Conflicts, What Conflicts?
One of the more obscure provisions of the Dodd Frank Act that’s coming up on a lot of organizations is the conflict minerals certification provision found at section 1502.
This provision requires companies subject to SEC reporting to certify whether minerals used in the manufacture of their products come from the Republic of Congo and some surrounding countries; and are otherwise conflict free, in the sense of not having financed the activities of an armed group in one of the covered countries.
The purpose of this provision is to discourage the use of minerals mined by the warring parties in the ongoing conflict in that region, used for the funding of their hostilities. This doesn’t seem to have much to do with the financial regulation that is ostensibly the point of the Dodd Frank Act, but we’re talking the U.S. Congress and one of its 1000 page laws here (I’m exaggerating – it’s only 848), so of course anything is possible.
So What Do You Have to Do?
For the moment, we’ll leave aside companies that do mining and mineral extraction. Their situation is much more complex case. For everybody else, on or before May 31, 2014, and yearly thereafter, you need to file a form SD with the SEC. The requirement of the rule is itself essentially short and sweet, in that, if you happen to be conflict free, you need only provide on form SD a short certification to that effect, along with a description of the due diligence used to arrive at the certification. You also have to make the form SD or a link to it available on a website.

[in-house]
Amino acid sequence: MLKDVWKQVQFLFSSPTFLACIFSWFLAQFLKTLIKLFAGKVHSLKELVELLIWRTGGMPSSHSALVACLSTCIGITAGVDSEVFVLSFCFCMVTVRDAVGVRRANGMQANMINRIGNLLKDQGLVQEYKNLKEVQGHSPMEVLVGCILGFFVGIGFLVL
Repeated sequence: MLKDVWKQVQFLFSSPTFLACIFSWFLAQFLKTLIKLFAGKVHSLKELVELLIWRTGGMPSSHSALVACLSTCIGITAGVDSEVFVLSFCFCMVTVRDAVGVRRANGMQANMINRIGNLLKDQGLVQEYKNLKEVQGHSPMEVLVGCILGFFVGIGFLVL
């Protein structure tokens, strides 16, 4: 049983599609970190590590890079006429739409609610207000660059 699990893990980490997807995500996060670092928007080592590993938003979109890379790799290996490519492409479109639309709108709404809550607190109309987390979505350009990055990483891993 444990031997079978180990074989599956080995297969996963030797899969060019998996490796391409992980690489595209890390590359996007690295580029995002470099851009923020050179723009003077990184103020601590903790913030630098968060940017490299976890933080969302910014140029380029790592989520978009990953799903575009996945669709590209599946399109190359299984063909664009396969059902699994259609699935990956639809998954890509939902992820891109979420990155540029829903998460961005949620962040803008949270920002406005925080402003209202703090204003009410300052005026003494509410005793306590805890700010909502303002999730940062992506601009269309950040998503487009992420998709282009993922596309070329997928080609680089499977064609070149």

If Only It Were That Simple
The devil is, however, in the details. In order to make that certification, you must make a “reasonable inquiry.” What’s reasonable? Good question. If you’re a large manufacturing company, you’re getting a lot of mineral-based products from a lot of places and a lot of suppliers. And you’re getting many of them through an extended supply chain, not directly from whoever originally produced then. So, the due diligence, and the trail of due diligence, that supports that short and simple certification becomes a nontrivial matter. Oh, and of course, since this is required reporting, there are penalties, including criminal penalties, for making a false disclosure and certification.
The Smell of Old SoX
In this sense, the Conflict Minerals certification requirement is very similar to the Sarbanes-Oxley certification of financial controls requirement. That’s also a simple certification – all you have to do is certify that your financial controls are accurate. But again, the process and audit trail required to make that simple certification turned into a massive internal audit process companies subject to the provision. And with that came a very large amount of expense.
The Conflict Minerals provision is also like the Sarbanes-Oxley financial controls certification in that there is no indication either in the law itself or in the regulatory rulemaking about what constitutes a reasonable inquiry and reasonable diligence. In the case of Sarbanes-Oxley, this created a great deal of angst and uncertainty, and as a result, a lot of overkill, since you didn’t know where the line was. The Conflict Minerals requirement appears to be going the same path. In the absence of some regulatory guidance as to what constitutes “reasonable”, you could end up building an awfully large compliance process and paper trail in an abundance of caution.
Meanwhile, you also have to have your report audited in accordance with standards established by the Comptroller General of the United States, notwithstanding the fact that the Comptroller General of the United States hasn’t yet promulgated any such standards.
So, it’s Sarbanes-Oxley redux. Get used to it – this is the 21st century, and this is what 20th-century lawmaking looks like.